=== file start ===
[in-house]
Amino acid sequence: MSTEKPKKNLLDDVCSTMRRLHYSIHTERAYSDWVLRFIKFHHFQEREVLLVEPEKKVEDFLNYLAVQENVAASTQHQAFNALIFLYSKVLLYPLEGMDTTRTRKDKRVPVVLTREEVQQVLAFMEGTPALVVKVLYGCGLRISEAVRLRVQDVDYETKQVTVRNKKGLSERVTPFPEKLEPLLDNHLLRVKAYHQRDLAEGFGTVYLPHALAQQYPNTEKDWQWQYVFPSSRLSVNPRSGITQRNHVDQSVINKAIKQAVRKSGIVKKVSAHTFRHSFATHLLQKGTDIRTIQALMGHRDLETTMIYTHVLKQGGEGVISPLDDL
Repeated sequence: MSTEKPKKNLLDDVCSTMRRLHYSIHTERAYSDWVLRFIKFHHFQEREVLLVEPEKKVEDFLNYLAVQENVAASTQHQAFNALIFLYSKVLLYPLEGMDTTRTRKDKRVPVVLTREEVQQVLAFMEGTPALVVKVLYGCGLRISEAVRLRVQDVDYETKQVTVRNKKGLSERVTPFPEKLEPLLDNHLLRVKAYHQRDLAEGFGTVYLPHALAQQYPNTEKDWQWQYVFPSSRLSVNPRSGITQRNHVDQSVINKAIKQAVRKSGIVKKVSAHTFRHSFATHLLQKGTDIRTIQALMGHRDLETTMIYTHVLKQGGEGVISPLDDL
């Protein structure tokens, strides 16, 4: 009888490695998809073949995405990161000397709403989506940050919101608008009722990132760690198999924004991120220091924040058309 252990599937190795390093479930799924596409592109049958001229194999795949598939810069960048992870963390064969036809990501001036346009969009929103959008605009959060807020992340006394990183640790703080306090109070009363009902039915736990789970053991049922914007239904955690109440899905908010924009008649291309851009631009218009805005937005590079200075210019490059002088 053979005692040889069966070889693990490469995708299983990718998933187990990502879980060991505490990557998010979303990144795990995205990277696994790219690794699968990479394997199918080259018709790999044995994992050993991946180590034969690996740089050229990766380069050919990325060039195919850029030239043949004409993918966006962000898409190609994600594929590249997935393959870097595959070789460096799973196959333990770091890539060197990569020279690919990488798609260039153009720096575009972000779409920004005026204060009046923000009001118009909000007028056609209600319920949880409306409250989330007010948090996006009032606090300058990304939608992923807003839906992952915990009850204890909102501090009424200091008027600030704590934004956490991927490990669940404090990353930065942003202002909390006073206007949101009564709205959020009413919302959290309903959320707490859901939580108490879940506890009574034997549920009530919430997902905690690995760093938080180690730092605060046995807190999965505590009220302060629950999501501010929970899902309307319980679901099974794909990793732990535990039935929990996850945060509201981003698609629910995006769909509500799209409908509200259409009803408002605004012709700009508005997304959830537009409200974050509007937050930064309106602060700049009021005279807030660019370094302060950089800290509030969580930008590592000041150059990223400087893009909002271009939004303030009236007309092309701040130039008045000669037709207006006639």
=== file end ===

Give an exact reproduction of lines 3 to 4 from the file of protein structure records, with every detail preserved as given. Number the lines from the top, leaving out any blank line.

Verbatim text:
Repeated sequence: MSTEKPKKNLLDDVCSTMRRLHYSIHTERAYSDWVLRFIKFHHFQEREVLLVEPEKKVEDFLNYLAVQENVAASTQHQAFNALIFLYSKVLLYPLEGMDTTRTRKDKRVPVVLTREEVQQVLAFMEGTPALVVKVLYGCGLRISEAVRLRVQDVDYETKQVTVRNKKGLSERVTPFPEKLEPLLDNHLLRVKAYHQRDLAEGFGTVYLPHALAQQYPNTEKDWQWQYVFPSSRLSVNPRSGITQRNHVDQSVINKAIKQAVRKSGIVKKVSAHTFRHSFATHLLQKGTDIRTIQALMGHRDLETTMIYTHVLKQGGEGVISPLDDL
């Protein structure tokens, strides 16, 4: 009888490695998809073949995405990161000397709403989506940050919101608008009722990132760690198999924004991120220091924040058309 252990599937190795390093479930799924596409592109049958001229194999795949598939810069960048992870963390064969036809990501001036346009969009929103959008605009959060807020992340006394990183640790703080306090109070009363009902039915736990789970053991049922914007239904955690109440899905908010924009008649291309851009631009218009805005937005590079200075210019490059002088 053979005692040889069966070889693990490469995708299983990718998933187990990502879980060991505490990557998010979303990144795990995205990277696994790219690794699968990479394997199918080259018709790999044995994992050993991946180590034969690996740089050229990766380069050919990325060039195919850029030239043949004409993918966006962000898409190609994600594929590249997935393959870097595959070789460096799973196959333990770091890539060197990569020279690919990488798609260039153009720096575009972000779409920004005026204060009046923000009001118009909000007028056609209600319920949880409306409250989330007010948090996006009032606090300058990304939608992923807003839906992952915990009850204890909102501090009424200091008027600030704590934004956490991927490990669940404090990353930065942003202002909390006073206007949101009564709205959020009413919302959290309903959320707490859901939580108490879940506890009574034997549920009530919430997902905690690995760093938080180690730092605060046995807190999965505590009220302060629950999501501010929970899902309307319980679901099974794909990793732990535990039935929990996850945060509201981003698609629910995006769909509500799209409908509200259409009803408002605004012709700009508005997304959830537009409200974050509007937050930064309106602060700049009021005279807030660019370094302060950089800290509030969580930008590592000041150059990223400087893009909002271009939004303030009236007309092309701040130039008045000669037709207006006639």